Grass beautifully elucidates the paradox of post-war German consciousness. He describes the actions of the Nazi regime from Krystallnatch to the execution of the survivors of Polish post-office and the horrors of Nazi regime from 1920’s through the 1950’s. Unlike the other historical novels, it depicts political events during  Second World War in tangled images instead of chronological narratives.

Art that Oskar demanding from the “sons and daughters of the Muses”, in front whom Oskar stood like a model, ready to be “slaughtered, crucified, nailed” (The Tin Drum, Pg. 463) on their papers with charcoal, is to capture his Goethe kind of soul, but not Rasputin like appearance. Professor Kuchen who invited Oskar to be a model for his aspiring art students, declares that “Art is accusation, expression, passion. Art is fight to finish between black charcoal and white paper.” (The Tin Drum, Pg. 463)

Thus, Oskar invokes a fierce battle between black and white and the lie and the truth. Oskar concludes, “However, the essence of Art is freedom.” (The Tin Drum, Pg.463)

Grass’ narrative strategy is based on photographic images to subvert the German and Nazi orthodox history and rescue the part of Danzig from oblivion. He dovetails real photographs with a picture perfect memoir of the narrator Oskar, leaving all possible visual impacts on reader.

Oskar, the narrator, conjures up the past by going over images etched in his memory or watching photographs kept in the family album. Thus, Grass intertwines the factual with the fantastic to create an ingenious magic realism. 

The photographic images have been for him the epitome of the external world as well as the projection of his internal memory.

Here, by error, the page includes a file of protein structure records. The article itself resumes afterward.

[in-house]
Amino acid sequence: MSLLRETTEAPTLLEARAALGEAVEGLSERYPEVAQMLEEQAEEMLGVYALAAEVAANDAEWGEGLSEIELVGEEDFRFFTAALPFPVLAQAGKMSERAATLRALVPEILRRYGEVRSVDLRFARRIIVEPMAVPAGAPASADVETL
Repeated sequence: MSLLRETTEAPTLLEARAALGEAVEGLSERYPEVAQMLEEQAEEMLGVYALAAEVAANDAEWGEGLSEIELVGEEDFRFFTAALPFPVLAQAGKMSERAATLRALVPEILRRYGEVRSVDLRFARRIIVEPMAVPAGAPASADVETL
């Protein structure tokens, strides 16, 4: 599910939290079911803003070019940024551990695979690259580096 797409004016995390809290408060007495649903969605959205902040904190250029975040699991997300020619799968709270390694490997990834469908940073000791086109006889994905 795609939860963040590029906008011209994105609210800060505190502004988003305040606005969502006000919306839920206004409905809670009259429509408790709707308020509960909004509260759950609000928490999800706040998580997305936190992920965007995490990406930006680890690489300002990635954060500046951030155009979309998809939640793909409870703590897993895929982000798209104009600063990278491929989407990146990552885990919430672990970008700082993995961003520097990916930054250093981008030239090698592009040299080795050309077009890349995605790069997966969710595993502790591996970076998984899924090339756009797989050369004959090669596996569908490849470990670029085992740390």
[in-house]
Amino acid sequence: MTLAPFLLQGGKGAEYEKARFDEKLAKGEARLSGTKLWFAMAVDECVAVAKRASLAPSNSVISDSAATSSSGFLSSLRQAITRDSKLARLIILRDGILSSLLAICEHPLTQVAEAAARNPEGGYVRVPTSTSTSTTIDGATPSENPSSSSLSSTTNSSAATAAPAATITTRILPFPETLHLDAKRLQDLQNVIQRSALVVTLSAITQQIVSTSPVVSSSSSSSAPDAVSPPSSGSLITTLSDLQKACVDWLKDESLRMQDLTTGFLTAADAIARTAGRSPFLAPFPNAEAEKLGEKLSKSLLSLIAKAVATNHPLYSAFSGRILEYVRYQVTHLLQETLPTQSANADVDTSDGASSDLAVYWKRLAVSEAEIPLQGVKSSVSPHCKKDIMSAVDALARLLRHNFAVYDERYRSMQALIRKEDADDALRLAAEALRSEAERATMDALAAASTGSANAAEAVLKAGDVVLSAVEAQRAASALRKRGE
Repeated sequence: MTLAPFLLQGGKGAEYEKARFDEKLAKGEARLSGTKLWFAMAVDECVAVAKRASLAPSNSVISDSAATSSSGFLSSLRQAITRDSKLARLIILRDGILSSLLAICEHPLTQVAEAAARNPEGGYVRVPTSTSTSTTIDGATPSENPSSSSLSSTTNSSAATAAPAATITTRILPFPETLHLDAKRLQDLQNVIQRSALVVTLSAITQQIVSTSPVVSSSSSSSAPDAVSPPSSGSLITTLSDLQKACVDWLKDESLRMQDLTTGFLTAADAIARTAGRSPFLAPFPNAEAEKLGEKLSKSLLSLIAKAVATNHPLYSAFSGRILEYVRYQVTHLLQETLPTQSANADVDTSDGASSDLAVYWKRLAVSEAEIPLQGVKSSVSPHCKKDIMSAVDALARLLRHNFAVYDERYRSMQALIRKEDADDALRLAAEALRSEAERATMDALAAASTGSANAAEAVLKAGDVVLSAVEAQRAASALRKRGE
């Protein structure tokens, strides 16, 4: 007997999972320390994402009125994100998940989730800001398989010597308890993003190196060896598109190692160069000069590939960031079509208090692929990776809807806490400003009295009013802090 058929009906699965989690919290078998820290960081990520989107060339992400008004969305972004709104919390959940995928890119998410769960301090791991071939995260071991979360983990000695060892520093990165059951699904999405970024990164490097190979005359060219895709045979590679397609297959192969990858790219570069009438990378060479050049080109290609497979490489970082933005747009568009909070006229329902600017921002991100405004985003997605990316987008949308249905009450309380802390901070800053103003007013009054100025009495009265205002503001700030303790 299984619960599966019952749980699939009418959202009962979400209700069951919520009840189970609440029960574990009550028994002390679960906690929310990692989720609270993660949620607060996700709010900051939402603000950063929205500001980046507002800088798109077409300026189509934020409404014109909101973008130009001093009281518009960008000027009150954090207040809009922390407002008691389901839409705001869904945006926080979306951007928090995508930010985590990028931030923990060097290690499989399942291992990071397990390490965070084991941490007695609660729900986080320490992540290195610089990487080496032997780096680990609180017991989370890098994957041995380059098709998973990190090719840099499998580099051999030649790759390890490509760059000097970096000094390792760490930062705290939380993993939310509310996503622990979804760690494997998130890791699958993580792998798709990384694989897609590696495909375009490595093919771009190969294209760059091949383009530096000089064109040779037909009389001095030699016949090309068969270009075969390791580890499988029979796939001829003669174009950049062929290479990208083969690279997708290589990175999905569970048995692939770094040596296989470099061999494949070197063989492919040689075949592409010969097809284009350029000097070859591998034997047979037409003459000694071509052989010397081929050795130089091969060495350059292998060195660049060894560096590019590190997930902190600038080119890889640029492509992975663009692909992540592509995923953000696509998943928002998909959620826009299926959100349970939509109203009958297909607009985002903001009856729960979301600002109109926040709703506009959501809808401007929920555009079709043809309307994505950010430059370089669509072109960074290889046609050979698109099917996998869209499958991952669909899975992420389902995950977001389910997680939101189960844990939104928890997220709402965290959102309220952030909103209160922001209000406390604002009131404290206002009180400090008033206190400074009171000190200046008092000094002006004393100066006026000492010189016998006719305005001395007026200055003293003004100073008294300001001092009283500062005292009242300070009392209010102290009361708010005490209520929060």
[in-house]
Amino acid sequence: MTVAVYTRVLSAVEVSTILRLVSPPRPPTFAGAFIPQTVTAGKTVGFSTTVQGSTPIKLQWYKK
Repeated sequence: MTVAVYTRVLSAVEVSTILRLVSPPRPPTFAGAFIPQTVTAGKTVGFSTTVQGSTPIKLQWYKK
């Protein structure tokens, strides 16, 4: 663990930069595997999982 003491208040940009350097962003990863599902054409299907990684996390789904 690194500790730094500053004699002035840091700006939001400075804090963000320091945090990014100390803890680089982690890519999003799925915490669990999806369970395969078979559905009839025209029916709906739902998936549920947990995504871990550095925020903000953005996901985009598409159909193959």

Words on optic sense such as, ‘peep hole’, ‘watching’, ‘see through’ and ‘eye’ (The Tin Drum, Pg. 4) combine to hint at the primacy of visual elements in the text. As a medium of inscription, photographic images preserve and record both world history and local occurrences. Oskar flips through his family album, remembering, reconstructing, and mourning the loss, and tells a story which belongs to everybody living through it, but which has not previously been told publicly. It is the photography that links technological reproduction to interior memory and history in The Tin Drum

The novel is divided into three books depicting pre-war, war and post war.

The book–I delineates Oskar’s family history and the initial stage of Nazi. It deals with Ménage à trios among Oskar’s German father Alfred Matzerath, Danzig mother, Agnes Koljaijzek, and his Polish Uncle John Broski. The triangle relationship is a miniature of the political tussle between Germany, Danzig and Poland, which forecast World War-I.

Death pervades the second book in which Oskar loses John Broski, his presumptive father, Alfred Matzerath, Oskar’s lover, Roswitha, the somnambulist, the neighbour Mother Truczinski etc. One of the chapters of this book titled, “Inspection of concrete, or Barbaric Mystical bored” poignantly illustrates the absurdity of war in which many innocent people were sacrificed. At the end of the second book Oskar begins to grow, but grows into a humpback.

Book-III dwells on Oskar’s attempt to integrate himself into a new adult bourgeois life in the new post-war political entity. They search for surrogate emotional release with the help of onion to stimulate the outburst of teas and let the performance of Oskar and his band lead them back to their childhood. Later, Oskar is accused of murdering a nurse, imprisoned in the mental asylum where he writes down his memoir of the Nazi–period. The fear and guilt of Nazism making his chastisement of the monumentally criminal political deformity is the leitmotif of Oskar’s story. Through his camera-like perspective, Oskar furnishes the reader with an insight into a reflection of absurdity of collective guilt.




Please follow and like us:

Leave a Reply

Your email address will not be published.